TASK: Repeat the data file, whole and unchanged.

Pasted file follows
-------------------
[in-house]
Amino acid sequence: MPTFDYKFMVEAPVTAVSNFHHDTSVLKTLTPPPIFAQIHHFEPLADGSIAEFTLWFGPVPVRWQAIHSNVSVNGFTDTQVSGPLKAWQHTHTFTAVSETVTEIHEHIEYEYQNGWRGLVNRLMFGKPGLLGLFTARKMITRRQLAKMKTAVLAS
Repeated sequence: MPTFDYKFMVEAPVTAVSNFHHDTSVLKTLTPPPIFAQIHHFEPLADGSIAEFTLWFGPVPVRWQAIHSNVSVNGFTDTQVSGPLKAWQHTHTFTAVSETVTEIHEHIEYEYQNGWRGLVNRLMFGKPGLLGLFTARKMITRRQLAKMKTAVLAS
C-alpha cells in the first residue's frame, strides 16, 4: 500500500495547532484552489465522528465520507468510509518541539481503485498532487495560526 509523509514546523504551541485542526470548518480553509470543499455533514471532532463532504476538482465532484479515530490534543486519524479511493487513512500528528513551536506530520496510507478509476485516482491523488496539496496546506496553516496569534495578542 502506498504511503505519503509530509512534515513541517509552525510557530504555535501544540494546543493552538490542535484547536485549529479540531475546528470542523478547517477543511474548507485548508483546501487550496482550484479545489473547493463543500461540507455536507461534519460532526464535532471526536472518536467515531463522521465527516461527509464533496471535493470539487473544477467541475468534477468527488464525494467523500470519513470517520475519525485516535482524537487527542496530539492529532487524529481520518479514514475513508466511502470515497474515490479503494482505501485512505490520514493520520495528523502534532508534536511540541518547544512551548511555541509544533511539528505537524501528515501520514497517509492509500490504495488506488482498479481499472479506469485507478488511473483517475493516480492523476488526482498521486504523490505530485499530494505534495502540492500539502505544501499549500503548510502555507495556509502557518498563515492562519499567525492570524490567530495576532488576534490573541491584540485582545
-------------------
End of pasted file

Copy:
[in-house]
Amino acid sequence: MPTFDYKFMVEAPVTAVSNFHHDTSVLKTLTPPPIFAQIHHFEPLADGSIAEFTLWFGPVPVRWQAIHSNVSVNGFTDTQVSGPLKAWQHTHTFTAVSETVTEIHEHIEYEYQNGWRGLVNRLMFGKPGLLGLFTARKMITRRQLAKMKTAVLAS
Repeated sequence: MPTFDYKFMVEAPVTAVSNFHHDTSVLKTLTPPPIFAQIHHFEPLADGSIAEFTLWFGPVPVRWQAIHSNVSVNGFTDTQVSGPLKAWQHTHTFTAVSETVTEIHEHIEYEYQNGWRGLVNRLMFGKPGLLGLFTARKMITRRQLAKMKTAVLAS
C-alpha cells in the first residue's frame, strides 16, 4: 500500500495547532484552489465522528465520507468510509518541539481503485498532487495560526 509523509514546523504551541485542526470548518480553509470543499455533514471532532463532504476538482465532484479515530490534543486519524479511493487513512500528528513551536506530520496510507478509476485516482491523488496539496496546506496553516496569534495578542 502506498504511503505519503509530509512534515513541517509552525510557530504555535501544540494546543493552538490542535484547536485549529479540531475546528470542523478547517477543511474548507485548508483546501487550496482550484479545489473547493463543500461540507455536507461534519460532526464535532471526536472518536467515531463522521465527516461527509464533496471535493470539487473544477467541475468534477468527488464525494467523500470519513470517520475519525485516535482524537487527542496530539492529532487524529481520518479514514475513508466511502470515497474515490479503494482505501485512505490520514493520520495528523502534532508534536511540541518547544512551548511555541509544533511539528505537524501528515501520514497517509492509500490504495488506488482498479481499472479506469485507478488511473483517475493516480492523476488526482498521486504523490505530485499530494505534495502540492500539502505544501499549500503548510502555507495556509502557518498563515492562519499567525492570524490567530495576532488576534490573541491584540485582545